Thursday, May 14, 2009

Album Review: Staff Benda Bilili

This isn't so much an album review as an album recommendation. I never really understood the concept of album reviews. Like Elvis Costello once said, "Writing about music is like dancing about architecture." Anyway, I was up in Rhinebeck, NY last weekend and strolled into Oblong Books & Music (check it out if you're up there - great selection). There was some king of African music playing on the house system, and it immediately got into my head - I asked the guy at the desk what it was and he introduced me to Staff Benda Bilili. I've been listening to the album every day since. Staff Benda Bilili is a group of Congolese street musicians. Loosely translated, the group's name means "the people who look beyond appearances". The band consists of four elder paraplegic singers/guitarists, all of whom zip through Kinshasa on these super tricked-out tricycles, to which they have been confined since their youthful bouts with polio. The rhythm section is comprised of a group of abandoned street kids known as shégués (a term which may or may not have derived from Che Guevara), all of whom have been taken under the protection of the older members. The most distinctive sound on the album comes from a satongé, a one-string lute made from a milk-powder tin, a section of fish basket frame and a single electrical wire, designed and played with virtuosity by 18 year-old Roger Landu.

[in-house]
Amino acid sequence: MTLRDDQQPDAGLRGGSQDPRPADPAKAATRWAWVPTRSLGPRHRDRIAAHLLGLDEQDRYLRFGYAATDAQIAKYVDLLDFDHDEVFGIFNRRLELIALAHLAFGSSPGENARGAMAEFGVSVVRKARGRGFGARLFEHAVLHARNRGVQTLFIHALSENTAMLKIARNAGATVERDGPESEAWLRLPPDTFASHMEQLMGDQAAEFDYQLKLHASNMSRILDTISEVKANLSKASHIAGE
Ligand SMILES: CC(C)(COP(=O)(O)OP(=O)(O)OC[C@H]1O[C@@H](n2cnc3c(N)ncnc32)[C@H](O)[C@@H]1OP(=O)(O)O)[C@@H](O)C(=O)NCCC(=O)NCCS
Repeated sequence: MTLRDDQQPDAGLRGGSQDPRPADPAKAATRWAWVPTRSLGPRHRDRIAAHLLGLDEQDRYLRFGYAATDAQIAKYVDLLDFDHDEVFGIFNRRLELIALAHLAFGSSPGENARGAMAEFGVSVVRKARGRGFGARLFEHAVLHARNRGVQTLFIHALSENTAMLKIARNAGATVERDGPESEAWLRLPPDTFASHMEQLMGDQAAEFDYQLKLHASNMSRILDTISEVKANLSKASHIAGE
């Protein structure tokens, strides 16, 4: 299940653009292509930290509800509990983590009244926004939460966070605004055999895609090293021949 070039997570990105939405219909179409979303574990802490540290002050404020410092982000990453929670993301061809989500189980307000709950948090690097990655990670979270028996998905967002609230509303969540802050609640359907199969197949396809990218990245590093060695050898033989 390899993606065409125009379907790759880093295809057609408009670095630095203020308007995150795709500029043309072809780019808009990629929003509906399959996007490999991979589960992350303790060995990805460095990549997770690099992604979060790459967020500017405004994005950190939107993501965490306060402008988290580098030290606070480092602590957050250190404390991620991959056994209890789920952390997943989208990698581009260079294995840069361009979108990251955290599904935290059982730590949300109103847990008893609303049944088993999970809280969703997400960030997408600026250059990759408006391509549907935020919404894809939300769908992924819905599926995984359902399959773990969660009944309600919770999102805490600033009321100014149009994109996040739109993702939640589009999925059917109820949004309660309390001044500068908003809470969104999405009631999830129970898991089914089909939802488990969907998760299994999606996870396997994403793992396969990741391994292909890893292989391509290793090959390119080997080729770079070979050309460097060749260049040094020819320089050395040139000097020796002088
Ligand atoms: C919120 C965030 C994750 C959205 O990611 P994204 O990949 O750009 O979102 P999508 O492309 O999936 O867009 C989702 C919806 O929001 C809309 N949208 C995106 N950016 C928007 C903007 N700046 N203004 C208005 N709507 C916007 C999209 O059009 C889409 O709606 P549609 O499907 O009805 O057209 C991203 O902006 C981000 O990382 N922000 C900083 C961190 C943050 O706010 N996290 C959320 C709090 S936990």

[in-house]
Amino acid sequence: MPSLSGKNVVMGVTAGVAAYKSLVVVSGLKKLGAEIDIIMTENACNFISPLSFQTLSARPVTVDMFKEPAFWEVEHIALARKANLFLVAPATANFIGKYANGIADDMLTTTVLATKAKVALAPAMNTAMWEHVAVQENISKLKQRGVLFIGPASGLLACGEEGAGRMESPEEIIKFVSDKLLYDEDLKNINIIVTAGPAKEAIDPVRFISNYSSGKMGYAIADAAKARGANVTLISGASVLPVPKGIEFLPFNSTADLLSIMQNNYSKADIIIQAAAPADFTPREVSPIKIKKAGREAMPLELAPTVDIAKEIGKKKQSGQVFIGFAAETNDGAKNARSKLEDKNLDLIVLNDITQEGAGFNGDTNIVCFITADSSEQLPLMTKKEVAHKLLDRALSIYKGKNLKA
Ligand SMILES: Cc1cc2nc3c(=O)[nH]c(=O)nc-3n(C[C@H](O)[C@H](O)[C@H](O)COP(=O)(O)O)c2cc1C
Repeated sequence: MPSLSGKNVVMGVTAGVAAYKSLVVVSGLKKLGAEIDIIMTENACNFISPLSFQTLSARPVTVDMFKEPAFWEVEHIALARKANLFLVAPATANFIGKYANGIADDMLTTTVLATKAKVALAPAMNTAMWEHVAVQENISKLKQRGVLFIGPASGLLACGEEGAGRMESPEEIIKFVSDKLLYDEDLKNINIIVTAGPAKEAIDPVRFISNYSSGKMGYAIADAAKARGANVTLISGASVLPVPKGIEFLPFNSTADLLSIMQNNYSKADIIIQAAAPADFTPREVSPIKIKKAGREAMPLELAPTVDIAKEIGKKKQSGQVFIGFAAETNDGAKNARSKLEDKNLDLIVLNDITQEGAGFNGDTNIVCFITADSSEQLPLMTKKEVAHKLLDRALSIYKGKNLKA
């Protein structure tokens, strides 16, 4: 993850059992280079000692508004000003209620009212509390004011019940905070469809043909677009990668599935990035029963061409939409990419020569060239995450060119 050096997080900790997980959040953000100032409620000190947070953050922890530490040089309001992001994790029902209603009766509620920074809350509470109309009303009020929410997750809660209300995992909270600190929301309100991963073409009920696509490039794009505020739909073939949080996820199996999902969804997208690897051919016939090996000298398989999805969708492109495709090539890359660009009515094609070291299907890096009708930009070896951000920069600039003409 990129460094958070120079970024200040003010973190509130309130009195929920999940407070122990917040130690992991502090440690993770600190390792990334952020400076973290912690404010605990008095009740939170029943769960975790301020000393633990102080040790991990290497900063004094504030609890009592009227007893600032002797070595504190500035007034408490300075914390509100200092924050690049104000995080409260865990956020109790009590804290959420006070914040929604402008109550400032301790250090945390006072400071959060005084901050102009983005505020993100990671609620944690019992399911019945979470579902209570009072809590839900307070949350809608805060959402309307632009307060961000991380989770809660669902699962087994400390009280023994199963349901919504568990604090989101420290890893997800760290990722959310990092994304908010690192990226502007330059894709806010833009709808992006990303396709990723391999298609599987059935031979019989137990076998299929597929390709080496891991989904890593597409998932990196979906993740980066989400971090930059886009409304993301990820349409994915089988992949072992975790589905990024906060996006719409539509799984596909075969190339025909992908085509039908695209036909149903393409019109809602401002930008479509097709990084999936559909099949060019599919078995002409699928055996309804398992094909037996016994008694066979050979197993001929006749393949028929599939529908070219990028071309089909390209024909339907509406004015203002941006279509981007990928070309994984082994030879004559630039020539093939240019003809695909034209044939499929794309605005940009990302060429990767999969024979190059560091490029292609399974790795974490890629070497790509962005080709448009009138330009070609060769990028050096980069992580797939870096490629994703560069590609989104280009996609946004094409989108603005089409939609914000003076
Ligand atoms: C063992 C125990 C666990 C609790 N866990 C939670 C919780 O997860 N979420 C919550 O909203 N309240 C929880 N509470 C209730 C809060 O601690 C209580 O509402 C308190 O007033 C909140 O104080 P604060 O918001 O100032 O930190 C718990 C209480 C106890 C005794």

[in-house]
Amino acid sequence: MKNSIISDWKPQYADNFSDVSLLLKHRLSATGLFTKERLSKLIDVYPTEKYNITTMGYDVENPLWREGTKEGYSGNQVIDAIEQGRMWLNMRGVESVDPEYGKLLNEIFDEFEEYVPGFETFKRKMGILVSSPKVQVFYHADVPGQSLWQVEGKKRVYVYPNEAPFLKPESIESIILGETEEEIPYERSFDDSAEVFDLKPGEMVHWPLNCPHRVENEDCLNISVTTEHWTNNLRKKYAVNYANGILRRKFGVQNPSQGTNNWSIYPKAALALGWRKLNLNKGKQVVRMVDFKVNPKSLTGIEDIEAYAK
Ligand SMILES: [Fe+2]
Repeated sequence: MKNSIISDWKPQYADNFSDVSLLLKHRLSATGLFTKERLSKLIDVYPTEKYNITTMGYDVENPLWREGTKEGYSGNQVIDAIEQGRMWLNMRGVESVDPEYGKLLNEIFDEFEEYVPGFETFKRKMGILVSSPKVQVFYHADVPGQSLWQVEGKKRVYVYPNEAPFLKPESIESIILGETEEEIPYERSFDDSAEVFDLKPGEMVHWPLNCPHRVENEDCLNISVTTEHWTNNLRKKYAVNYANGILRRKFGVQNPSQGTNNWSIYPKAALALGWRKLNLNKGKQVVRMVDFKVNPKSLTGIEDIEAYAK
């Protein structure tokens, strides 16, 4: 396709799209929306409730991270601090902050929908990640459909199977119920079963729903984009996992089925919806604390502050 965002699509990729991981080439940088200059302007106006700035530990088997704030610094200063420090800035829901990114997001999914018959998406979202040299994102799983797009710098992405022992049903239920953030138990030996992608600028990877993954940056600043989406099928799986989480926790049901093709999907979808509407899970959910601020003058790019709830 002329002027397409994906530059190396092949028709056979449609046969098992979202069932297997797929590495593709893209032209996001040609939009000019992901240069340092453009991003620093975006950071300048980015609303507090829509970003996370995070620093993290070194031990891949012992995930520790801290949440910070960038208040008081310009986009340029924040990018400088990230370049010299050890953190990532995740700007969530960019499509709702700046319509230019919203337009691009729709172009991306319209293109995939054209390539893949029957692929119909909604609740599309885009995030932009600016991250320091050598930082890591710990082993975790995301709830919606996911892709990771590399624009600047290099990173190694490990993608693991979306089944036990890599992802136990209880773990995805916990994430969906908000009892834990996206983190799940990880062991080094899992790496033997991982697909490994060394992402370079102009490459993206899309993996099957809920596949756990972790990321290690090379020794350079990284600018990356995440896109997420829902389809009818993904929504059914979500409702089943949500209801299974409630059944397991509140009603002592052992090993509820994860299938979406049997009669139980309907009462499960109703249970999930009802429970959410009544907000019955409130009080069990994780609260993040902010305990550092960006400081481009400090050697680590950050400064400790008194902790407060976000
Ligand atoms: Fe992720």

Evidently, the album was recorded over a period of about three years, with most of the songs recorded out in the open, mainly in the local zoo (!!), using a dozen microphones, a MacBook laptop and a guerrilla electric cable hooked up to a deserted bar nearby. (See below)

The album is infectious and fun - highly recommended. Check out some samples via the youtubes below. The first clip is a trailer for an upcoming documentary on the band.

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